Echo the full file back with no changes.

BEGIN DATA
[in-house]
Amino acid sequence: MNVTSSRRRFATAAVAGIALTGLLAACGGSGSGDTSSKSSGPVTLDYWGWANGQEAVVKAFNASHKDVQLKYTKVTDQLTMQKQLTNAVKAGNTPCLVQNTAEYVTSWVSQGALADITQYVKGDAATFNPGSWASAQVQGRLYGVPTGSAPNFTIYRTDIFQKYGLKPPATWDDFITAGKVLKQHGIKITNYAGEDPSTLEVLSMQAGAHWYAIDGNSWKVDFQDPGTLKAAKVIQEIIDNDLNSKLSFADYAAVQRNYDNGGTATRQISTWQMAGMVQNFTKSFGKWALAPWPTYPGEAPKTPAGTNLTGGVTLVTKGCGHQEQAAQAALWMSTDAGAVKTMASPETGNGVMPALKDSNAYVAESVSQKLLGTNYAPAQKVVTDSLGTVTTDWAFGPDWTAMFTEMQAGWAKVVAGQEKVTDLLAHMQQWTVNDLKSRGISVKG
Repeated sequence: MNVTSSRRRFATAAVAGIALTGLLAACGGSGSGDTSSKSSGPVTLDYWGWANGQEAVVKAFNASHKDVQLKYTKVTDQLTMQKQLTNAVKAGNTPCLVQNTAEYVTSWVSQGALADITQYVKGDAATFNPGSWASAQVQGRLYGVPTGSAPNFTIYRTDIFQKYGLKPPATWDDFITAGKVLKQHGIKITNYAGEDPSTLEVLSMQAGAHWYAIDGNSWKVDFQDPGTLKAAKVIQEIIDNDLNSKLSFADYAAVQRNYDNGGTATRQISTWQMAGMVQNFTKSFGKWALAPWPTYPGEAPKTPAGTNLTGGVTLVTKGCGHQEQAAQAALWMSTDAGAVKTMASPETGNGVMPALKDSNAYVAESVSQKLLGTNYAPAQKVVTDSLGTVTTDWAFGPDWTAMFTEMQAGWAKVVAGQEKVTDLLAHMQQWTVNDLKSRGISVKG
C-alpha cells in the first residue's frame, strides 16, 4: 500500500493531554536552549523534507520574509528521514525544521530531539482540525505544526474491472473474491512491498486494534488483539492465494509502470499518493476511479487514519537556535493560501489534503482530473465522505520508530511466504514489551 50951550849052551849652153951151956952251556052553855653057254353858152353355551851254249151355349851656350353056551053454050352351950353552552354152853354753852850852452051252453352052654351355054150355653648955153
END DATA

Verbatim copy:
[in-house]
Amino acid sequence: MNVTSSRRRFATAAVAGIALTGLLAACGGSGSGDTSSKSSGPVTLDYWGWANGQEAVVKAFNASHKDVQLKYTKVTDQLTMQKQLTNAVKAGNTPCLVQNTAEYVTSWVSQGALADITQYVKGDAATFNPGSWASAQVQGRLYGVPTGSAPNFTIYRTDIFQKYGLKPPATWDDFITAGKVLKQHGIKITNYAGEDPSTLEVLSMQAGAHWYAIDGNSWKVDFQDPGTLKAAKVIQEIIDNDLNSKLSFADYAAVQRNYDNGGTATRQISTWQMAGMVQNFTKSFGKWALAPWPTYPGEAPKTPAGTNLTGGVTLVTKGCGHQEQAAQAALWMSTDAGAVKTMASPETGNGVMPALKDSNAYVAESVSQKLLGTNYAPAQKVVTDSLGTVTTDWAFGPDWTAMFTEMQAGWAKVVAGQEKVTDLLAHMQQWTVNDLKSRGISVKG
Repeated sequence: MNVTSSRRRFATAAVAGIALTGLLAACGGSGSGDTSSKSSGPVTLDYWGWANGQEAVVKAFNASHKDVQLKYTKVTDQLTMQKQLTNAVKAGNTPCLVQNTAEYVTSWVSQGALADITQYVKGDAATFNPGSWASAQVQGRLYGVPTGSAPNFTIYRTDIFQKYGLKPPATWDDFITAGKVLKQHGIKITNYAGEDPSTLEVLSMQAGAHWYAIDGNSWKVDFQDPGTLKAAKVIQEIIDNDLNSKLSFADYAAVQRNYDNGGTATRQISTWQMAGMVQNFTKSFGKWALAPWPTYPGEAPKTPAGTNLTGGVTLVTKGCGHQEQAAQAALWMSTDAGAVKTMASPETGNGVMPALKDSNAYVAESVSQKLLGTNYAPAQKVVTDSLGTVTTDWAFGPDWTAMFTEMQAGWAKVVAGQEKVTDLLAHMQQWTVNDLKSRGISVKG
C-alpha cells in the first residue's frame, strides 16, 4: 500500500493531554536552549523534507520574509528521514525544521530531539482540525505544526474491472473474491512491498486494534488483539492465494509502470499518493476511479487514519537556535493560501489534503482530473465522505520508530511466504514489551 50951550849052551849652153951151956952251556052553855653057254353858152353355551851254249151355349851656350353056551053454050352351950353552552354152853354753852850852452051252453352052654351355054150355653648955153